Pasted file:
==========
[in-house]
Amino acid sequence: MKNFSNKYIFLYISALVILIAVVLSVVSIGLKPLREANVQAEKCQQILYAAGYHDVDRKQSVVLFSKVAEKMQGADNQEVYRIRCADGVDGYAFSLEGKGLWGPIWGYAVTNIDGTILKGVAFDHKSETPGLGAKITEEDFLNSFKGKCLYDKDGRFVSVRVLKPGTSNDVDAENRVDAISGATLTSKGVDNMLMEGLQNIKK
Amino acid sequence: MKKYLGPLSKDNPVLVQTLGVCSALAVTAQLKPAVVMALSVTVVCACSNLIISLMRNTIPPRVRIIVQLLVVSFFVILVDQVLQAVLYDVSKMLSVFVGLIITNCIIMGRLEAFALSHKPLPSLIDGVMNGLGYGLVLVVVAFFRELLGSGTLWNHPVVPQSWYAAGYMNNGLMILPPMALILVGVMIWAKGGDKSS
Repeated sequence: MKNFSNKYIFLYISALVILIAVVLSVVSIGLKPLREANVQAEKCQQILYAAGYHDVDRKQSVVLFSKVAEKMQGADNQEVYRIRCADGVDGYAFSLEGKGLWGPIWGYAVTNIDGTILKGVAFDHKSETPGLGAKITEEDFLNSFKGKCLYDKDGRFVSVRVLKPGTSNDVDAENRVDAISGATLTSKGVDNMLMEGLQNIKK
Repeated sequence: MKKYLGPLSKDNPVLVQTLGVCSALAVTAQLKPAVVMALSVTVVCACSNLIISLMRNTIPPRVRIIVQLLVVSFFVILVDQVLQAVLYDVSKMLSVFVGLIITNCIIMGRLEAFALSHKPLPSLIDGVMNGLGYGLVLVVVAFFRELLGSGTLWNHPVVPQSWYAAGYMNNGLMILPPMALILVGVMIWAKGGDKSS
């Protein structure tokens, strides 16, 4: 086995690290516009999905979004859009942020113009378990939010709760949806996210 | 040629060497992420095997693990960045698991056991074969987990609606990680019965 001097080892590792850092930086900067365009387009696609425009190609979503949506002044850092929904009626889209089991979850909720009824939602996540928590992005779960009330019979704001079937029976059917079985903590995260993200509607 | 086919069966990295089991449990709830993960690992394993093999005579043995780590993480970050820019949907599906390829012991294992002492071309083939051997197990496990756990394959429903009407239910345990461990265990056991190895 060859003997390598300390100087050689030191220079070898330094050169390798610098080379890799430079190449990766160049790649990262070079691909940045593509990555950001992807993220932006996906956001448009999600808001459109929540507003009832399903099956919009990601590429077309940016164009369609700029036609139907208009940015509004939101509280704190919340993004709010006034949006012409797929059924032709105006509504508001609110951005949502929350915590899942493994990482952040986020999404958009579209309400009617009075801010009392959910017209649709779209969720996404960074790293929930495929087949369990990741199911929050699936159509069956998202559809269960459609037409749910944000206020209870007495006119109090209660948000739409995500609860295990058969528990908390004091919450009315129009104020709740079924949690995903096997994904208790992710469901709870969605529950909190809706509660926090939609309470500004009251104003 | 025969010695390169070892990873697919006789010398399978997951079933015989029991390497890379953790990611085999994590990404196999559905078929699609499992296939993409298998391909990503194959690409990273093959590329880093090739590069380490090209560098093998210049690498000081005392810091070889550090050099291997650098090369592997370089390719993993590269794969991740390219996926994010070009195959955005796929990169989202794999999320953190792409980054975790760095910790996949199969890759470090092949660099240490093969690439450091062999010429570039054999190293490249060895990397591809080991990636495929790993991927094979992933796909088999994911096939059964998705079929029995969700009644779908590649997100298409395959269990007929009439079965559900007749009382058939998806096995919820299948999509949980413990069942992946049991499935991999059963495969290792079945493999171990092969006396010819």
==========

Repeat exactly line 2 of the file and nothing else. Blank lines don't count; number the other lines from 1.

Amino acid sequence: MKNFSNKYIFLYISALVILIAVVLSVVSIGLKPLREANVQAEKCQQILYAAGYHDVDRKQSVVLFSKVAEKMQGADNQEVYRIRCADGVDGYAFSLEGKGLWGPIWGYAVTNIDGTILKGVAFDHKSETPGLGAKITEEDFLNSFKGKCLYDKDGRFVSVRVLKPGTSNDVDAENRVDAISGATLTSKGVDNMLMEGLQNIKK